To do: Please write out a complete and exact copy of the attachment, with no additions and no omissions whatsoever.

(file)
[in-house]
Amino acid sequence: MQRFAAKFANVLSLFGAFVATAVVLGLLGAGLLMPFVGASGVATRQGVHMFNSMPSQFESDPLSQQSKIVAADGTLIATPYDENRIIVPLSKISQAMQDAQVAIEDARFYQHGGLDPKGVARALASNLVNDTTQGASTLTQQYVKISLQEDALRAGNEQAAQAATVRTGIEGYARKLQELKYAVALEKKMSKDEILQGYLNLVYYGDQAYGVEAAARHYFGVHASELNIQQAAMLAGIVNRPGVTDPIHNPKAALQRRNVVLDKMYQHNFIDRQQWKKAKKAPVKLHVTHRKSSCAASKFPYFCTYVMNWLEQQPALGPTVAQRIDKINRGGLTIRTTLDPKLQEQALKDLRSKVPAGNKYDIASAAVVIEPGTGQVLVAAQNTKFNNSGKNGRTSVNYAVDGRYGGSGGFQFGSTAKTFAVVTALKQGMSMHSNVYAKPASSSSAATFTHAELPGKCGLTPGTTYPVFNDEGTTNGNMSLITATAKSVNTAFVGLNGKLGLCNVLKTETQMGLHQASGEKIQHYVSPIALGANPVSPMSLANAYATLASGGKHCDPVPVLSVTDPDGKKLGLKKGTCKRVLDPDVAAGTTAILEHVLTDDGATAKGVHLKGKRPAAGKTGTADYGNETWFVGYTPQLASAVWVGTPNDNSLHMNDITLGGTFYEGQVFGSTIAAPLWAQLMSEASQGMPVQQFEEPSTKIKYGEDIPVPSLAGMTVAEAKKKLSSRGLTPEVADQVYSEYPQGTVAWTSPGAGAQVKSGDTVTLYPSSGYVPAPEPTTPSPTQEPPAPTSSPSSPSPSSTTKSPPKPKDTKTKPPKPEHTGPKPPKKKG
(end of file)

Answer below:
[in-house]
Amino acid sequence: MQRFAAKFANVLSLFGAFVATAVVLGLLGAGLLMPFVGASGVATRQGVHMFNSMPSQFESDPLSQQSKIVAADGTLIATPYDENRIIVPLSKISQAMQDAQVAIEDARFYQHGGLDPKGVARALASNLVNDTTQGASTLTQQYVKISLQEDALRAGNEQAAQAATVRTGIEGYARKLQELKYAVALEKKMSKDEILQGYLNLVYYGDQAYGVEAAARHYFGVHASELNIQQAAMLAGIVNRPGVTDPIHNPKAALQRRNVVLDKMYQHNFIDRQQWKKAKKAPVKLHVTHRKSSCAASKFPYFCTYVMNWLEQQPALGPTVAQRIDKINRGGLTIRTTLDPKLQEQALKDLRSKVPAGNKYDIASAAVVIEPGTGQVLVAAQNTKFNNSGKNGRTSVNYAVDGRYGGSGGFQFGSTAKTFAVVTALKQGMSMHSNVYAKPASSSSAATFTHAELPGKCGLTPGTTYPVFNDEGTTNGNMSLITATAKSVNTAFVGLNGKLGLCNVLKTETQMGLHQASGEKIQHYVSPIALGANPVSPMSLANAYATLASGGKHCDPVPVLSVTDPDGKKLGLKKGTCKRVLDPDVAAGTTAILEHVLTDDGATAKGVHLKGKRPAAGKTGTADYGNETWFVGYTPQLASAVWVGTPNDNSLHMNDITLGGTFYEGQVFGSTIAAPLWAQLMSEASQGMPVQQFEEPSTKIKYGEDIPVPSLAGMTVAEAKKKLSSRGLTPEVADQVYSEYPQGTVAWTSPGAGAQVKSGDTVTLYPSSGYVPAPEPTTPSPTQEPPAPTSSPSSPSPSSTTKSPPKPKDTKTKPPKPEHTGPKPPKKKG